Doctors frequently encounter overweight children in their medical practices. But without hard data to help predict whether a particular child will remain overweight, it's difficult for doctors to know whether they should label a child as overweight and intervene with advice on nutrition and activity.
Now, intuition has been bolstered by numbers from a study in last week's New England Journal of Medicine. The research shows a child's chance of obesity in adulthood is greatly increased if he or she has at least one obese parent.
The study examined the health records of more than 800 young adults aged 23-29, taking their height and weight measurements starting at birth. Height and weight measurements were also taken from their parents' medical records. All were members of Group Health Cooperative of Puget Sound, a large Seattle-based health maintenance organization.
"This study quantifies the conventional wisdom that obesity is a familial trait," said Dr. Robert C. Whitaker, who led the study while on the University of Washington School of Medicine faculty and who is now an assistant professor of pediatrics at Children's Hospital Medical Center in Cincinnati. "It is well-known that being obese as a child increases the risk of becoming an obese adult, but our study shows that having an obese parent dramatically increases that risk."
"There's also a flip side to these results," said co-author Dr. Jeffrey A. Wright, UW associate professor of pediatrics and chief of the General Pediatric Service at Children's Hospital and Medical Center in Seattle. "Children who are overweight in the first three years of life but have normal-weight parents aren't likely to become obese adults. We shouldn't label them as being at risk."
For a child under age 10 -- whether obese or not -- having an obese parent more than doubled the risk of being obese as an adult: an obese 3- to 5-year-old with normal-weight parents had about a 25 percent chance of being obese as an adult; a similar child with an obese parent had more than a 60 percent chance of being an obese adult.
The researchers found that obese and non-obese children under age 3 have almost equally low chances (about 1 in 10) of becoming obese adults if they have normal-weight parents. However, if a parent is obese, the risk of being obese as an adult almost triples for the non-obese toddler, and quadruples for the obese one.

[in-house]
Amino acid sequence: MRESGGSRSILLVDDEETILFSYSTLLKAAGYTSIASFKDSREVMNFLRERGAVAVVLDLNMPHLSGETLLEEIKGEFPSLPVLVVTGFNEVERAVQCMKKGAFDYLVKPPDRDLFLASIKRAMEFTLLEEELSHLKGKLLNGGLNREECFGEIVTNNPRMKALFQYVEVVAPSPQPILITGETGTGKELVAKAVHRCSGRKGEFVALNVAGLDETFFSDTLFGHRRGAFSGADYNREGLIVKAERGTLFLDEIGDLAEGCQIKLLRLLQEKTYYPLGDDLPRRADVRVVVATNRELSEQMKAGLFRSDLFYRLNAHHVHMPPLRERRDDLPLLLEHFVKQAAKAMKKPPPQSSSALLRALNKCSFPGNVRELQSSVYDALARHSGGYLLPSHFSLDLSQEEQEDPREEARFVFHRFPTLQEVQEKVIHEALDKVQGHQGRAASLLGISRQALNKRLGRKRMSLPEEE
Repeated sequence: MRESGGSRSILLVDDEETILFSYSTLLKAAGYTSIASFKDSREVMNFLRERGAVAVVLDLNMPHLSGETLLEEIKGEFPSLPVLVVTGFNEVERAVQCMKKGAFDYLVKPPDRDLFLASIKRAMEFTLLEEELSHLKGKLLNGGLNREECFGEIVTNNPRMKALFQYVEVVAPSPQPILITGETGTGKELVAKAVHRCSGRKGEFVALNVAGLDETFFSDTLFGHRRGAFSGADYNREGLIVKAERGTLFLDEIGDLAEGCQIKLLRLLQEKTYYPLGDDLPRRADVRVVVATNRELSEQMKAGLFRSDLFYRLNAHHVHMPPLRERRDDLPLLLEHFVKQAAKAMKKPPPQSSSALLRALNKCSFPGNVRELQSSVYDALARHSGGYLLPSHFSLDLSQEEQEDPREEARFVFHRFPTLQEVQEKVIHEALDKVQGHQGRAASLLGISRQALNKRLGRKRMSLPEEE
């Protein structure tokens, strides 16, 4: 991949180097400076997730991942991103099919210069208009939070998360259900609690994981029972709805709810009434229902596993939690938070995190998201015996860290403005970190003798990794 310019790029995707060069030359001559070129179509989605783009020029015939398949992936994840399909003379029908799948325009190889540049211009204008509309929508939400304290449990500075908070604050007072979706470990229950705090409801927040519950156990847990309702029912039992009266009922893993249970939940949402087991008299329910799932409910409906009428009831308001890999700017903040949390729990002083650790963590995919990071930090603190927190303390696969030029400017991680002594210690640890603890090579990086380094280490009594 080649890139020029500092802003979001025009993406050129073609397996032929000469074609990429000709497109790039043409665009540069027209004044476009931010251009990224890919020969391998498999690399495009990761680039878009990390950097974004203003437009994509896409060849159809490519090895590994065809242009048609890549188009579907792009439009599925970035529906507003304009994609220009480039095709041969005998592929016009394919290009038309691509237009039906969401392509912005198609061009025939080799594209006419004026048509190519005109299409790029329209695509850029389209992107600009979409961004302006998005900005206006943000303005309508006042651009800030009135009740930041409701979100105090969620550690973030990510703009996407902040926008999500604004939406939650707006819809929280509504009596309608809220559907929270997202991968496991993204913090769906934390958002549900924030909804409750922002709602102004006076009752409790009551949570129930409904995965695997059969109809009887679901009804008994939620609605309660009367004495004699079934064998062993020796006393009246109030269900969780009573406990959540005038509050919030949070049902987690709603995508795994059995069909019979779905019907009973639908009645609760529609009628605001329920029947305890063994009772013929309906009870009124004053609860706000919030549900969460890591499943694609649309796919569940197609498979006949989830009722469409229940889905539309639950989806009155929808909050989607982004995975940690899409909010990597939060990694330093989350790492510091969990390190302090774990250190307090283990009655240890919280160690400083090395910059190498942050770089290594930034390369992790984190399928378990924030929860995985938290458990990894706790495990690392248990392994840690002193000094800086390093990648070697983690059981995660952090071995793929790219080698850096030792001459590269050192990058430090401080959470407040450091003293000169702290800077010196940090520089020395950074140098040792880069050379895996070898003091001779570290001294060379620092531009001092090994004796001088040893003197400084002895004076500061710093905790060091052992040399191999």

"Early childhood is probably a critical time for intervening," said Wright. "You have to treat the whole family. You can't treat the child out of the family context."
By the time children reach their teens, the likelihood of obesity is less dependent on the parents' weight status. The normal-weight 15- to 17-year-old with normal-weight parents has only a 5 percent chance of being obese 10 years later, and this chance increases to only 14 percent if a parent is obese.
Obese teens have a better than 50 percent chance of becoming obese adults, even if neither parent is obese. The chances increase to 70 to 80 percent if a parent is obese.
The study did not address the question of whether nature or nurture causes obesity. "The risk is transmitted from parent to child by both the genes and the family environment, but whatever is passed on to the child is often expressed by adolescence," said Whitaker.
"This study is not meant to suggest that the children of obese adults will inevitably grow into obese adults," he cautioned. "It suggests, instead, that early and ongoing efforts should be made with these children and their families to prevent obesity from ever developing."
The researchers were conservative in their definition of obesity, using a body-mass index (BMI) of 27 as the threshold. By this standard, 16 percent of the young adults in the study were obese. BMI is calculated by dividing the weight in kilograms by the square of the height in meters. A 5-foot 6-inch woman weighing about 165 pounds has a BMI of 27, as does a 6-foot man of about 200 pounds. Health problems like diabetes and high blood pressure become more common at a BMI of 27 and above.
The long-term Group Health members in this study came largely from white, well-educated families. "From this study, we can't draw conclusions about other groups," Whitaker said. "However, we found that when the young adults in this study were teens, 30 percent of their middle-aged parents were obese. This is consistent with current rates of adult obesity in the United States."
In addition to Wright, co-authors are Dr. Margaret S. Pepe and Kristy D. Seidel of the Fred Hutchinson Cancer Research Center and Dr. William H. Dietz of the New England Medical Center. The research was supported by a Robert Wood Johnson Foundation Generalist Physician Faculty Scholars Award to Whitaker and a grant to Dietz from the National Institutes of Health.
The above post is reprinted from materials provided by University Of Washington. Note: Content may be edited for style and length.
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